7. This Tribunal takes note that even while working as ED Agent the applicant was working under the Postal Department, though the nature of work of ED Agent (now GDS)is, in theory, considered to be a leisure time engagement for people who are otherwise reasonably affluent and are assisting the Department by way of a gainful vocation and social service in catering to the postal needs of the rural communities. However, in reality, one can judicially take notice that though initially the work of EDAs and GDSs have been honorary in nature, the gratuitous concept has gradually withered and it became engulfed by the employment needs of teaming millions who throng at the doors of Government institutions for securing public employment that ensures security of tenure and other service benefits sans pensionary benefits. Respondents point out that engagement as EDA/GDS does not carry any pensionary benefits but only severance benefits. By adopting a dual mode of employment of persons for discharging the functions of Postal Department, the Government may be aiming at economy. But, as observed earlier, in the modern context the honorary nature of EDA/GDS has undergone a sea change. Faced with acute unemployment, a large number of educated youth are eagerly waiting for being enrolled as GDS which carry less service benefits than their counterparts in the regular posts of the Postal department. May be the continuance of such a dual system of employment is within the province of the policy decisions of the Government. Yet the Tribunal and Courts cannot shut their eyes to the disparity and injustice meted out to the EDAs/GDS in the matter of pension and security of tenure.
8. Applicant has relied on Annexure A-5 decision of the Co-ordinate Bench of this Tribunal at Madras which had made some strong observations regarding the need for reckoning the service of Group D employees, who are promoted from the post of EDAs. Though the superior Courts have not interfered with that decision, it was destined to remain as a judicial verdict in respect of the parties inter se, not being capable of percolating down to similarly situated employees.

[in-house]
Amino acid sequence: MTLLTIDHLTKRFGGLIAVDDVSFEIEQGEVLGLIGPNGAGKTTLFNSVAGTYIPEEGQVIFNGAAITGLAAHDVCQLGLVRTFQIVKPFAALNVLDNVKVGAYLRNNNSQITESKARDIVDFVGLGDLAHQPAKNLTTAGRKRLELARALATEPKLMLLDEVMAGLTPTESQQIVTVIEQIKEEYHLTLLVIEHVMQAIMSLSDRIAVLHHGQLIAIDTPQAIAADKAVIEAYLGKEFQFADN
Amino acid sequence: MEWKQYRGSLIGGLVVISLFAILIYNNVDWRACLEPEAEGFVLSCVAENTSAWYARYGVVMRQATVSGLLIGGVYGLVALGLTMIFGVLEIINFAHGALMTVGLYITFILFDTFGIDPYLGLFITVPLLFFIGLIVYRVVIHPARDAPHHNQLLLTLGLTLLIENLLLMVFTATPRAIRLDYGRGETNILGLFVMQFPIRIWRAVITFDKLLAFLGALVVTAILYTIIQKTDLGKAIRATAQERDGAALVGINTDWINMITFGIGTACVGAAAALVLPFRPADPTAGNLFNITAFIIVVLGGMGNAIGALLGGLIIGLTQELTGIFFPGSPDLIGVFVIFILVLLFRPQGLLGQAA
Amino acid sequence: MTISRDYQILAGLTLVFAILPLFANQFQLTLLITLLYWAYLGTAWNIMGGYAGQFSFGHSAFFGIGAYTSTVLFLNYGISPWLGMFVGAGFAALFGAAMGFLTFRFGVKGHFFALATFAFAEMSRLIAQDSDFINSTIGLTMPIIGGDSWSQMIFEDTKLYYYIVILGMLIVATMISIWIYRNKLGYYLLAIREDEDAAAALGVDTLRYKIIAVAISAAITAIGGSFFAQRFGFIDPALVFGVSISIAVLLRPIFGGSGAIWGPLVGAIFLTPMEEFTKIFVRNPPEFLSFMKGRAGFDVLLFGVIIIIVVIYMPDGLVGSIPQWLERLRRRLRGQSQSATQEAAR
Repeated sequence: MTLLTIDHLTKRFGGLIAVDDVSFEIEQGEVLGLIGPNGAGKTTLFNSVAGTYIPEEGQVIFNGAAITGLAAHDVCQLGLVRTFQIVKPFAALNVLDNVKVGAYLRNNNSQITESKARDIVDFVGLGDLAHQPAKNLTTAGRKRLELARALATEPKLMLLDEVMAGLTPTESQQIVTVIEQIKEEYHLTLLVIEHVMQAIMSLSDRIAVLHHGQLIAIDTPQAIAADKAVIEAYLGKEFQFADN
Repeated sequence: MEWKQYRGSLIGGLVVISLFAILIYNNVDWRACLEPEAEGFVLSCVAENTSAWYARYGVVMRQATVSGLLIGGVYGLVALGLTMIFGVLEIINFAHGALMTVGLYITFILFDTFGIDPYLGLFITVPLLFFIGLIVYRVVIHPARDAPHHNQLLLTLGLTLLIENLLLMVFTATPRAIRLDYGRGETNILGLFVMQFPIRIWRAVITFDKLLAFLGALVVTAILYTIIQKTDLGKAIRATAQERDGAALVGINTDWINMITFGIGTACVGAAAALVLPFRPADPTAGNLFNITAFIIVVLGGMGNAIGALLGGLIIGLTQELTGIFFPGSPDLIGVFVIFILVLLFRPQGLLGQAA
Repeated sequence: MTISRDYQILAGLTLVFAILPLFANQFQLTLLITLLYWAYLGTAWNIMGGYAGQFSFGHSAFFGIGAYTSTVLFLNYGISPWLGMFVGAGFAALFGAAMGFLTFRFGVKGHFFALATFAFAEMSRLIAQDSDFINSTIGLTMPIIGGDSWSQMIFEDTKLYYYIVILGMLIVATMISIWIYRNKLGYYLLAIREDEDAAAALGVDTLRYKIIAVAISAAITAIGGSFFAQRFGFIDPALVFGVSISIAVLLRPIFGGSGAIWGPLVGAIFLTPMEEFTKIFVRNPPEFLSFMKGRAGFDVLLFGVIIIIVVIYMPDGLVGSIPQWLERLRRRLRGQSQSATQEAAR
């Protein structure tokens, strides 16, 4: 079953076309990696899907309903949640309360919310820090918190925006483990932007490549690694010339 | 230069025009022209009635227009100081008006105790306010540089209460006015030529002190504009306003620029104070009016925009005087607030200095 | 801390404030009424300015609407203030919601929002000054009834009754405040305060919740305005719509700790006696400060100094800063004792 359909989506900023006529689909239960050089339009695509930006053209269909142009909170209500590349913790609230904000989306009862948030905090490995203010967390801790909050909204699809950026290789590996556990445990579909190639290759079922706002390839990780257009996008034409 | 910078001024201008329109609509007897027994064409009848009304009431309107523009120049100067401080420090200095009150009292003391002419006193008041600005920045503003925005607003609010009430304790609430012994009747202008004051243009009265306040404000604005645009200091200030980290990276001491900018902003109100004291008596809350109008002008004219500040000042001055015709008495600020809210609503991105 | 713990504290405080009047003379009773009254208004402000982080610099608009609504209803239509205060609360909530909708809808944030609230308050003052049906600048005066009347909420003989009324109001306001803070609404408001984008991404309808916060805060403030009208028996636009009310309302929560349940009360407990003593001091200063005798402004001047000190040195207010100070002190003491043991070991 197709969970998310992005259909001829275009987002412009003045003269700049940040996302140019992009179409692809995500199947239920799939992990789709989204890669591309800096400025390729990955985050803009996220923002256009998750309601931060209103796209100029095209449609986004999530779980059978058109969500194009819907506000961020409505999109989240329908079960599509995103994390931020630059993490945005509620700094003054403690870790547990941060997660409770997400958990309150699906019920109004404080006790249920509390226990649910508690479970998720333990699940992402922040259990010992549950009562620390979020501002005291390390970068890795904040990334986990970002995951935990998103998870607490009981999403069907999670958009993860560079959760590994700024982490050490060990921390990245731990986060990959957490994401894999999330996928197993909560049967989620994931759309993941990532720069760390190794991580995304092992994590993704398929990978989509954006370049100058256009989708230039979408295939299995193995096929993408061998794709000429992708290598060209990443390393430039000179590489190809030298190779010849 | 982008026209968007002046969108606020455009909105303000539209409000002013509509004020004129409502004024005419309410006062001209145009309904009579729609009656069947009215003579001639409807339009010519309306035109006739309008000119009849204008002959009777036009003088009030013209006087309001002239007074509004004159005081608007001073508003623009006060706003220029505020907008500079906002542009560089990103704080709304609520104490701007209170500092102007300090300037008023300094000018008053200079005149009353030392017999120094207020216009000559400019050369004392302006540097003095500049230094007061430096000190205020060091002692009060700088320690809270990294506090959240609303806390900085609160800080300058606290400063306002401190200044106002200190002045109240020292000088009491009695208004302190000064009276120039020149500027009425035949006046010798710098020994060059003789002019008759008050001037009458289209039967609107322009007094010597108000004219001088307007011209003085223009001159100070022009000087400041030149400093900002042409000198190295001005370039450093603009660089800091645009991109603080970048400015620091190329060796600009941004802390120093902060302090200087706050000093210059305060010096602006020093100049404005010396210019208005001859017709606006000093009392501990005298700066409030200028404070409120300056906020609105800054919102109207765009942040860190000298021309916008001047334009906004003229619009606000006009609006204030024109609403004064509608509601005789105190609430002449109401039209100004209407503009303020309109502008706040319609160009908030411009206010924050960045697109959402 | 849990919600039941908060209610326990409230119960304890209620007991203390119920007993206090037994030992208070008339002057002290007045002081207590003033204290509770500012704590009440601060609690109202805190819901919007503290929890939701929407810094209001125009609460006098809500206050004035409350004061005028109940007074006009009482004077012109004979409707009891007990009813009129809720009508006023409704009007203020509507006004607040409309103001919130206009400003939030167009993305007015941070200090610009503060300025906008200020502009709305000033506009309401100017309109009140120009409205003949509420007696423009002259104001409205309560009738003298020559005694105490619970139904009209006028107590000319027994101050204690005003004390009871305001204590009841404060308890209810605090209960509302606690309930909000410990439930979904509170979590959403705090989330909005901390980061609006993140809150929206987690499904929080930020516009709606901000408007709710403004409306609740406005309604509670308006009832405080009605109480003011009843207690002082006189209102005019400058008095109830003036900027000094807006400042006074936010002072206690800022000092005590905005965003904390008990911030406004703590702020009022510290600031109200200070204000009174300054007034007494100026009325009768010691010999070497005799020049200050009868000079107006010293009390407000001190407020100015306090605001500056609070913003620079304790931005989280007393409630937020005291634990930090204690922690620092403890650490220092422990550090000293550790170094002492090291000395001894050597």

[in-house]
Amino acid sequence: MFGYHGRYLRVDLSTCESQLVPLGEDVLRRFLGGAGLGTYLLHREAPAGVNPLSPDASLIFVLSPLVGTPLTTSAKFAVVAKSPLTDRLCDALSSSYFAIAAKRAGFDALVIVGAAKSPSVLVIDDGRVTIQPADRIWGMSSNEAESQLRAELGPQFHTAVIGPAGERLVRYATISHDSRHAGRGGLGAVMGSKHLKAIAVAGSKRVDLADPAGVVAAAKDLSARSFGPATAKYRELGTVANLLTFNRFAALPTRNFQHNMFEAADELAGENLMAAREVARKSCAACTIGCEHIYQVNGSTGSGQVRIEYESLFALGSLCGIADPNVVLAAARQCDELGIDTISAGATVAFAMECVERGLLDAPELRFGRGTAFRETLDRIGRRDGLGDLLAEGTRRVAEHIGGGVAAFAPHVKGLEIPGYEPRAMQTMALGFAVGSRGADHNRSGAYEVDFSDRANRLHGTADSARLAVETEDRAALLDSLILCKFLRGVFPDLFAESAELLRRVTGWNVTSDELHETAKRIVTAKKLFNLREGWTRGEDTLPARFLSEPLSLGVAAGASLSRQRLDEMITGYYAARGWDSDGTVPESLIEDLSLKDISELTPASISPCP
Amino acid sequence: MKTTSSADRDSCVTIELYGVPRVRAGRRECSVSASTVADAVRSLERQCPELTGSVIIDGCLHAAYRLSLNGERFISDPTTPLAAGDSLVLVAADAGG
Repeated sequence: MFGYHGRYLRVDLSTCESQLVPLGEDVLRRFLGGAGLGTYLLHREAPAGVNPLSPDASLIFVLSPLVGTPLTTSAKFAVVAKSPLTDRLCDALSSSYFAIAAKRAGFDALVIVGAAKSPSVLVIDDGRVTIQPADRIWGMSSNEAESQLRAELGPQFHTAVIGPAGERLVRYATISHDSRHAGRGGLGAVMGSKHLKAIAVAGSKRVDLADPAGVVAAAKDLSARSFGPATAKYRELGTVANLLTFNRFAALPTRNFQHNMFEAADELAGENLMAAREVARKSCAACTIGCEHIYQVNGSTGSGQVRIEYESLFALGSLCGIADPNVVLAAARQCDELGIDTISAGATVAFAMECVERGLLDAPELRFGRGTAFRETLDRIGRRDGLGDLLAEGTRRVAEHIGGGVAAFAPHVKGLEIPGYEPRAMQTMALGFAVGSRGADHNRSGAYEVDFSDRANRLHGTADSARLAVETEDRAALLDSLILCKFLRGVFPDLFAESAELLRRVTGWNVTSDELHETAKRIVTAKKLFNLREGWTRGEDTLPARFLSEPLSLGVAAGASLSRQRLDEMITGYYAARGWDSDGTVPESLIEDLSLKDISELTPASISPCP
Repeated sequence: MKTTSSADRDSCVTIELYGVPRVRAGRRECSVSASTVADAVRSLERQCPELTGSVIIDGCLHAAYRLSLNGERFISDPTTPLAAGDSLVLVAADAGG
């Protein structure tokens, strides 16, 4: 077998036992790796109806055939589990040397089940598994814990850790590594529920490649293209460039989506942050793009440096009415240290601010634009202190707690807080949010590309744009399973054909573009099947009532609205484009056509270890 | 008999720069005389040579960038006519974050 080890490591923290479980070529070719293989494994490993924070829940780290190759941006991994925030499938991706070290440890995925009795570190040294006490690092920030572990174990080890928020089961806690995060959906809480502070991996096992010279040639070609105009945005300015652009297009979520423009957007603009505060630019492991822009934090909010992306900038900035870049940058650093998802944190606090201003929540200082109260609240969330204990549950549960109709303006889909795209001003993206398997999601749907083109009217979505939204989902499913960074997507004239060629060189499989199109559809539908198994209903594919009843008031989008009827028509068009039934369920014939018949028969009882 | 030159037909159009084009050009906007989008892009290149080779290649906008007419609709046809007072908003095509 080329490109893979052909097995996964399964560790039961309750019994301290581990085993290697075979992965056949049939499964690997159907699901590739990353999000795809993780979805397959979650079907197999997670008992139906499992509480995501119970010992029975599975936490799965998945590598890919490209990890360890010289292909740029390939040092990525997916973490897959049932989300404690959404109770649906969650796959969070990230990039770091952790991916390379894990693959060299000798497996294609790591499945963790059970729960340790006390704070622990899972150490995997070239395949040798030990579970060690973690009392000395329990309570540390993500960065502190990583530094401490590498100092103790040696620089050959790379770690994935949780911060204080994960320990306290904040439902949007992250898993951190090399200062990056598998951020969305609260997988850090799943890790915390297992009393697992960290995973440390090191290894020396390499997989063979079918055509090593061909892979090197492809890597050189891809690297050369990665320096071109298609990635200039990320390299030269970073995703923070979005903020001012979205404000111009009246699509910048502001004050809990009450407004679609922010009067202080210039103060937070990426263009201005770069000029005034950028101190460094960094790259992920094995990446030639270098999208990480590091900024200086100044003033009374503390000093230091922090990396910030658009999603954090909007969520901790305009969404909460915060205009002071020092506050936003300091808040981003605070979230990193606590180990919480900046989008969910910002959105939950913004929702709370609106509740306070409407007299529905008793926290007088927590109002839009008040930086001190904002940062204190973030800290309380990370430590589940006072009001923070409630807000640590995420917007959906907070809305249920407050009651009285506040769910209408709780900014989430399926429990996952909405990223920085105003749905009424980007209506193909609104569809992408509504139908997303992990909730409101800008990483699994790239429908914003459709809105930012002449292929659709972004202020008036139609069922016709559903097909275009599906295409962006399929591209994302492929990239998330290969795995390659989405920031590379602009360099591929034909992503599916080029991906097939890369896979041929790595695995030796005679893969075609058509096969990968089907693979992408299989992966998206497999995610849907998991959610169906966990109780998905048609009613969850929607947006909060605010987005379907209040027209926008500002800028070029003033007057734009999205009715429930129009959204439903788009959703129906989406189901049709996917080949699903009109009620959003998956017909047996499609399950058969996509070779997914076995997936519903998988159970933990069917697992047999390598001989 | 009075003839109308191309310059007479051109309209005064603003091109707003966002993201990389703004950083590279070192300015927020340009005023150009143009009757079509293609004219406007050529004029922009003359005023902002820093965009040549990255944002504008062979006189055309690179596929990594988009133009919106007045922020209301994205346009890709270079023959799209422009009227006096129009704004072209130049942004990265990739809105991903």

9. Applicant has also referred to the situation of the casual employees in the Postal Department who has attained temporary status being able to reckon 50% of their service as temporary status casual worker as qualifying service for the purpose of pension. One may be at a loss to find reason why a similar policy is not adopted by the Postal Department in the case of EDA/GDS. It may be argued that EDA/GDS are paid only the time related emoluments depending on the time they spent on duty. Nevertheless, the continued and unbroken service extracted of them for long years has to be treated on par with the regular employees of the department because in the present day context, no EDA/GDS will be doing "honorary" work as envisaged in the early days of EDA. Denial of equal treatment of such persons with the casual employees who have been given temporary status appears to be tainted with double standards and violative of the equality principles enshrined in Articles 14 and 16 of the Constitution of India. Though this is within the sphere of the policy decisions of the executive, decision makers are Constitutionally bound to make just and equitable decisions, as envisaged in Article 38 of the Constitution of India. It reads :
"38. State to secure a social order for the promotion of welfare of the people - The State shall strive to promote the welfare of the people by securing and protecting as effectively as it may a social order in which justice, social, economic and political, shall inform all the institutions of the national life.
The State shall, in particular, strive to minimise the inequalities in income, and endeavour to eliminate inequalities in status, facilities and opportunities, not only amongst individuals but also amongst groups of people residing in different areas or engaged in different vocations."
10. The Constitutional aspirations of bringing in a social order in which justice - social, economic and political - is expected of by all instrumentalities and institutions of the national life. Postal Department is not an exception to this Constitutional provision. The Postal department cannot turn a Nelson's eye to the expectations of the Constitution envisaged in Article 38 of the Constitution of India. Therefore, though not taking Annexure A-5 order as a precedent, this Tribunal, through the windows of  Article 38 of the Constitution of India, is able to perceive the crass injustice meted out in this case. The discerning eyes in the department can see that the tools of justice are readily available inArticle 38 to put to use and to bring in a better social order for its employees who are differentiated by artificial stratification viz. Departmental and GDS.